Concomitant treatment with xanthine derivatives may potentiate any hypokalemic effect of formoterol, a component of DULERA.
Concomitant treatment with diuretics may potentiate the possible hypokalemic effect of adrenergic agonists. The ECG changes and/or hypokalemia that may result from the administration of non-potassium-sparing diuretics (such as loop or thiazide diuretics) can be acutely worsened by beta-agonists, especially when the recommended dose of the beta-agonist is exceeded. Although the clinical significance of these effects is not known, caution is advised in the coadministration of DULERA with non-potassium-sparing diuretics.
7.5 Monoamine Oxidase Inhibitors, Tricyclic Antidepressants, and Drugs Known to Prolong the QTc Interval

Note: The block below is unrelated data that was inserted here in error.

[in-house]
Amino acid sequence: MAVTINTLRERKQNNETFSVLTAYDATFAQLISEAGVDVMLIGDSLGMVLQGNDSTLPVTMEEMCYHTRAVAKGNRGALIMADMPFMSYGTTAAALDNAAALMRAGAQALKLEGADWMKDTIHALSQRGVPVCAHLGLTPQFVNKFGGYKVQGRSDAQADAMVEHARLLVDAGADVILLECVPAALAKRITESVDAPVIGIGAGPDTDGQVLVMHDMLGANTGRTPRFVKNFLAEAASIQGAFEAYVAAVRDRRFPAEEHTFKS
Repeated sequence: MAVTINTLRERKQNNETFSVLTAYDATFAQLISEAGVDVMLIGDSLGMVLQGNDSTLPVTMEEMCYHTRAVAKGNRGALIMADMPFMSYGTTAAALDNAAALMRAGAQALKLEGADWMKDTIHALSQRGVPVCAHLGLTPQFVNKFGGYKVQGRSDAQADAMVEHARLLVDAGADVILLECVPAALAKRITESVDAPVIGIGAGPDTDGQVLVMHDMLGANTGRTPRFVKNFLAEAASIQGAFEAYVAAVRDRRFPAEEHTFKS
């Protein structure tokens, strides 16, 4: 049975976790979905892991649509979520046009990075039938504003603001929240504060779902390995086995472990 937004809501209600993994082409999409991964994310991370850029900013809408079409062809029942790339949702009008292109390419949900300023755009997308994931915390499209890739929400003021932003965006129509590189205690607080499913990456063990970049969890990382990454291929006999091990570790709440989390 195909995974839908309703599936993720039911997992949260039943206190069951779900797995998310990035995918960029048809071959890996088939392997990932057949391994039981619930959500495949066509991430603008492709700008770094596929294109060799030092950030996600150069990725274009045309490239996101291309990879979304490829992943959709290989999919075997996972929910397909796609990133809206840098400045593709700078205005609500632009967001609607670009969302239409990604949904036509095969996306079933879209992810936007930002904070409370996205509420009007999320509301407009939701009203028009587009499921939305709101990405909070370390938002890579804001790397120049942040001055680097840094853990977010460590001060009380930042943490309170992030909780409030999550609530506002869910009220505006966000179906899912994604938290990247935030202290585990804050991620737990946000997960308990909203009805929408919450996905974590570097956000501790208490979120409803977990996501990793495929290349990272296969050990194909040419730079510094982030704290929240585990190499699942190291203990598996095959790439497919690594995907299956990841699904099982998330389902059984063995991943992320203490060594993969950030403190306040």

DULERA should be administered with caution to patients being treated with monoamine oxidase inhibitors, tricyclic antidepressants, macrolides, or drugs known to prolong the QTc interval or within 2 weeks of discontinuation of such agents, because the action of formoterol, a component of DULERA, on the cardiovascular system may be potentiated by these agents. Drugs that are known to prolong the QTc interval have an increased risk of ventricular arrhythmias.
Beta-adrenergic receptor antagonists (beta-blockers) and formoterol may inhibit the effect of each other when administered concurrently. Beta-blockers not only block the therapeutic effects of beta2 -agonists, such as formoterol, a component of DULERA, but may produce severe bronchospasm in patients with asthma. Therefore, patients with asthma should not normally be treated with beta-blockers. However, under certain circumstances, e.g., as prophylaxis after myocardial infarction, there may be no acceptable alternatives to the use of beta-blockers in patients with asthma. In this setting, cardioselective beta-blockers could be considered, although they should be administered with caution.
There is an elevated risk of arrhythmias in patients receiving concomitant anesthesia with halogenated hydrocarbons.